- Photo by Cheryl Gerber
- Chef Mohammed "Chef Z" Zulfiqar prepares dishes from his native Pakistan at Tarka.
News of an addition to the slim ranks of south Asian restaurants spreads quickly among curry heads, who typically arrive at the newly opened doors with strong expectations of naan bread, the iconic, heady flavor of garam masala and the succulence of tandoor-style meats. Expectations do not normally include beef, anathema at most Indian restaurants due to the cow's revered status in Hindi culture.
But beef dishes like hearty, spicy nihari and thick, velvety haleem stand tallest at Tarka, a new Kenner restaurant that mixes classic dishes from the owner's Pakistani Muslim heritage with the more familiar line-up of chicken masala, pakoras and lentil dishes.
On the surface, much of the cooking resembles Indian restaurant standards, but throughout its menu, Tarka adheres to the brawnier, heartier Pakistani approach. It's a style that shouts with spice, and Tarka is not shy about bringing the heat when requested.
The restaurant was opened in January by Sadiha Ahmed, a New Orleans native whose previous restaurant experience included helping her family run franchised restaurants. She wanted to create something in line with her own roots, however, and recruited a chef from New Jersey, the Pakistani-born Mohammed Zulfiqar.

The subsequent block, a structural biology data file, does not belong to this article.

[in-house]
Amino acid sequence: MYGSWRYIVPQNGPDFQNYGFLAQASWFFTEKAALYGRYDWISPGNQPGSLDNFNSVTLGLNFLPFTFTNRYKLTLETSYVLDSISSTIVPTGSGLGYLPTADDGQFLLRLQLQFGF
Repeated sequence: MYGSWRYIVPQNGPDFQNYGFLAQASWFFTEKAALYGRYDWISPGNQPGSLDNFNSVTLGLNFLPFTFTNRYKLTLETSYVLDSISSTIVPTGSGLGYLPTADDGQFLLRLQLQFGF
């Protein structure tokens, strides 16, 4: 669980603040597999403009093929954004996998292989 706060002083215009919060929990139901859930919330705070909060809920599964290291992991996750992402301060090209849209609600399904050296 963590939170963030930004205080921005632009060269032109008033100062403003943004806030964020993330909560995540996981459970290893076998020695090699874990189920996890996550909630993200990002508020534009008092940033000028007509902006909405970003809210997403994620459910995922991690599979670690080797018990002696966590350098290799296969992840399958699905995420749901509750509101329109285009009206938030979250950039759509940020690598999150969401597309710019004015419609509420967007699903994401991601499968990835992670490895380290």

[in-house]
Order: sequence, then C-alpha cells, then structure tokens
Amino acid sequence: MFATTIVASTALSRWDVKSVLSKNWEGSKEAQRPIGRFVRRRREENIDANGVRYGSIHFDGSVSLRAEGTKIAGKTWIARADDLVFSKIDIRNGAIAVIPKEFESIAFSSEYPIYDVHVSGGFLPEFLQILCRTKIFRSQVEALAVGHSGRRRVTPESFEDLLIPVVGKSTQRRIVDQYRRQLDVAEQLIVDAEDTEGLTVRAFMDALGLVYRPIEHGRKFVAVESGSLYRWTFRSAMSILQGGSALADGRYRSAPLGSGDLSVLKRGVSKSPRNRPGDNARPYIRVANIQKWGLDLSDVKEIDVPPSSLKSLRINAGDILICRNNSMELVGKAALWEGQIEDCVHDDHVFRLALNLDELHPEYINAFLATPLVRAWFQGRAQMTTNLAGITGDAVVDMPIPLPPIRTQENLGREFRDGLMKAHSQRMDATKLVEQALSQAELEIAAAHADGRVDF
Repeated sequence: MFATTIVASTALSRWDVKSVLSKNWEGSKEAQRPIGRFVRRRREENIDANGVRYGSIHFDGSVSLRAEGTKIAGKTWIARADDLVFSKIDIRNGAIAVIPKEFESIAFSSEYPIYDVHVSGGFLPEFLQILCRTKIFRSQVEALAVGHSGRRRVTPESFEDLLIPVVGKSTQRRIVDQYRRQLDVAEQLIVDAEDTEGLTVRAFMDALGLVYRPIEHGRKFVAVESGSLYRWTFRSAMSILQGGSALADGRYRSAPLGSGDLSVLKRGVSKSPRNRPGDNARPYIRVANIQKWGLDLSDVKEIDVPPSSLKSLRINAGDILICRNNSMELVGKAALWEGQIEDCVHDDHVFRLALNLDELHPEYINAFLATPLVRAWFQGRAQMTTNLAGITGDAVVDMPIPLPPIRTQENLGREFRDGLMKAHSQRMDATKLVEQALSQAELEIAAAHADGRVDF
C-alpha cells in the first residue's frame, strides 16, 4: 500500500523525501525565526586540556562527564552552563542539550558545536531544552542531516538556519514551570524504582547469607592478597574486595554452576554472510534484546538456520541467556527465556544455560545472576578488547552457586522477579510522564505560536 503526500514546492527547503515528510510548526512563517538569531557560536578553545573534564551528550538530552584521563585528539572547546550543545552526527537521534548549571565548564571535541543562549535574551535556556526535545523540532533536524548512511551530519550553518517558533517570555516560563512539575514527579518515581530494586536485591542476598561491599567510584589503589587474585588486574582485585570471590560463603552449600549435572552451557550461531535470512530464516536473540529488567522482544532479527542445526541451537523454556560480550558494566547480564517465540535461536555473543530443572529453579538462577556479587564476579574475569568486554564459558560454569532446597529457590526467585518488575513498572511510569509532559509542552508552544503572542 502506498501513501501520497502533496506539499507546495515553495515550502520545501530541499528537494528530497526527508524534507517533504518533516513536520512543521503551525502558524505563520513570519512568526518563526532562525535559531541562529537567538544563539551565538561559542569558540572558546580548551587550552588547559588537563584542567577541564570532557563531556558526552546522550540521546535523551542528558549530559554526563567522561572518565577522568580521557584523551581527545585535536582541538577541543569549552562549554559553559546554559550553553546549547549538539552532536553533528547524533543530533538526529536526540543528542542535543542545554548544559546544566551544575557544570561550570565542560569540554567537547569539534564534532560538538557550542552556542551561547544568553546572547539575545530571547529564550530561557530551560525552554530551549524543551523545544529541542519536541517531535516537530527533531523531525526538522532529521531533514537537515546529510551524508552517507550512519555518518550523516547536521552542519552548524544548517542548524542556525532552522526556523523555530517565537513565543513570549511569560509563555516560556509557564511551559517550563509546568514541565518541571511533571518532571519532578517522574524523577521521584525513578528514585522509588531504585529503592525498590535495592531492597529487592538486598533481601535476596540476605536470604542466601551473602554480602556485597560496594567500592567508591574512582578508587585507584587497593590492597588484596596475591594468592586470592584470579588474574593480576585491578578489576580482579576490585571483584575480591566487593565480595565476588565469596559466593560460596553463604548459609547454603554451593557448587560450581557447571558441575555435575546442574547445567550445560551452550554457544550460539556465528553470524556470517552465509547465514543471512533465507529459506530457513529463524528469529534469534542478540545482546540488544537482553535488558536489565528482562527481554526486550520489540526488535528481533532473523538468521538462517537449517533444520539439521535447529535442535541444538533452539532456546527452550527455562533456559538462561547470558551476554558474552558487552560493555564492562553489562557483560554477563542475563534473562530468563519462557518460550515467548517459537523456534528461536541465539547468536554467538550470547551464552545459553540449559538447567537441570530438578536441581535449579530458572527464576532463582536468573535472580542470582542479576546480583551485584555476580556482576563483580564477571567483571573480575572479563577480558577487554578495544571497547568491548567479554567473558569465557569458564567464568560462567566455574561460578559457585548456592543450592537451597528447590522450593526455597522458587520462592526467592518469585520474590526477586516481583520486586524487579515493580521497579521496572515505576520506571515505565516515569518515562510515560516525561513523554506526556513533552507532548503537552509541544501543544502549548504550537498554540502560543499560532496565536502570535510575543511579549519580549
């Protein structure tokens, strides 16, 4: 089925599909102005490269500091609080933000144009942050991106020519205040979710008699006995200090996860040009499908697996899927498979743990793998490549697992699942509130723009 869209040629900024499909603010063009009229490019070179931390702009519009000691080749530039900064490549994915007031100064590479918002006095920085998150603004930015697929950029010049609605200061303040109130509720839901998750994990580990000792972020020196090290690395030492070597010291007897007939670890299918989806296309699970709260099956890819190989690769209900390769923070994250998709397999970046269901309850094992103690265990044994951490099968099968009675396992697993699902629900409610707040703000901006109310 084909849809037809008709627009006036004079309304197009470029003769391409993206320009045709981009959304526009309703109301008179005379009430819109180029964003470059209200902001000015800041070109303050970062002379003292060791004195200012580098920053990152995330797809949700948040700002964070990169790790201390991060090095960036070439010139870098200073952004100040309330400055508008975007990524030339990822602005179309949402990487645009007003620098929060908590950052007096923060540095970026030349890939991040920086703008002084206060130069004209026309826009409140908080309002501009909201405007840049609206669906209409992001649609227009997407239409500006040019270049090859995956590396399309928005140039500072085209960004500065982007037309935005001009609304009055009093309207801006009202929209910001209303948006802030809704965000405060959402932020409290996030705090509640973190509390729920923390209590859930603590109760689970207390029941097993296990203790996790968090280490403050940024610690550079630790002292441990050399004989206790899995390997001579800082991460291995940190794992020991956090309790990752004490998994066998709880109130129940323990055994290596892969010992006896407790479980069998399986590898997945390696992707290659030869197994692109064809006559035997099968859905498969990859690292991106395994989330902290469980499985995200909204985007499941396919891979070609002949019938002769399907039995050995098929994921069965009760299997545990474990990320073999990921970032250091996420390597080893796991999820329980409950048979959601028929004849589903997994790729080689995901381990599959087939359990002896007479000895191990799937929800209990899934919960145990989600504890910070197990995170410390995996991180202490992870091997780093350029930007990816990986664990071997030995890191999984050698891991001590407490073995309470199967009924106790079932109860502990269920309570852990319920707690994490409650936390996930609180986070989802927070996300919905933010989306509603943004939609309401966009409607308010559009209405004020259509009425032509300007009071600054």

Tarka recently added a lunch buffet, as all local Indian restaurants seem fated to provide. Like the others, it is a bargain proposition, and this one is a particularly good option to keep in mind for a quick lunch en route to the airport. But this is hardly the optimal way to experience Tarka or, for that matter, tarka.
The restaurant's name is a cooking term referring to herbs and whole spices fried in oil, thus infusing the fat with their aromatic essence. In Indian and Pakistani cuisine, cooks use tarkas either as foundations for dishes or as final flavor flourishes. It can make a strong impression, as with a biryani rice dish lavishly flavored with whole clove and black pepper. The biryani is one of many opportunities here to eat goat, which Tarka gets from the halal (meat handled according to Islamic law) butcher shop Kased Brothers, found nearby on Williams Boulevard. Another vehicle is the naan, coated with sesame seeds anchored by butter and filled with spicy, minced bits of meat.
Beef turns up as kebabs roasted in the tandoor oven, along with chicken, shrimp and more goat, though the kitchen has a disappointing tendency to overcook them. The specialty beef dishes are only reliably available on Friday and Saturday, but they're worth a trip. Haleem is a stew of beef and lentils, thickened with what looks like shredded wheat. You'll be presented with a spoon to dispatch this dish, though it begs to be eaten as a dip for more of that bubbly-crisp naan or quilted paratha bread. Nihari is often described as the national dish of Pakistan, and Tarka's version resembles an intense gravy, loaded with chunks and falling-apart strands of pot roast and rippling with shredded fresh ginger.
It's food that makes you reach for the creamy cool of mint chutney, or a long sip from mango milkshakes or salty lassi yogurt drinks, but don't look for anything stronger here. There's no bar, and Tarka prohibits bringing in outside beverages.